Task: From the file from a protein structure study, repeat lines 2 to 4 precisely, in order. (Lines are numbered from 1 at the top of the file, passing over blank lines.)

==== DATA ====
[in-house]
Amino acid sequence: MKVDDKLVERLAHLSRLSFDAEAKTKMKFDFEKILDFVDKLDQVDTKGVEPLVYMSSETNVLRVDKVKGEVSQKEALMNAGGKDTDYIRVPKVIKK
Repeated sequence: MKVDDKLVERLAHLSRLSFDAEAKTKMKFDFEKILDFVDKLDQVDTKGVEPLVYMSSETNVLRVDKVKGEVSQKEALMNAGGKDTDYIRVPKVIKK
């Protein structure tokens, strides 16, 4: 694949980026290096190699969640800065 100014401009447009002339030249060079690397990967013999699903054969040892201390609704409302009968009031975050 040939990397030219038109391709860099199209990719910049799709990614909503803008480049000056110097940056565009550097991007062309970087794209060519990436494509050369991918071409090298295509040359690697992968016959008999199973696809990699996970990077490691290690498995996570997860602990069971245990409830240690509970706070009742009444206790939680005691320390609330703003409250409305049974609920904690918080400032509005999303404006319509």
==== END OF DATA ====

Amino acid sequence: MKVDDKLVERLAHLSRLSFDAEAKTKMKFDFEKILDFVDKLDQVDTKGVEPLVYMSSETNVLRVDKVKGEVSQKEALMNAGGKDTDYIRVPKVIKK
Repeated sequence: MKVDDKLVERLAHLSRLSFDAEAKTKMKFDFEKILDFVDKLDQVDTKGVEPLVYMSSETNVLRVDKVKGEVSQKEALMNAGGKDTDYIRVPKVIKK
């Protein structure tokens, strides 16, 4: 694949980026290096190699969640800065 100014401009447009002339030249060079690397990967013999699903054969040892201390609704409302009968009031975050 040939990397030219038109391709860099199209990719910049799709990614909503803008480049000056110097940056565009550097991007062309970087794209060519990436494509050369991918071409090298295509040359690697992968016959008999199973696809990699996970990077490691290690498995996570997860602990069971245990409830240690509970706070009742009444206790939680005691320390609330703003409250409305049974609920904690918080400032509005999303404006319509």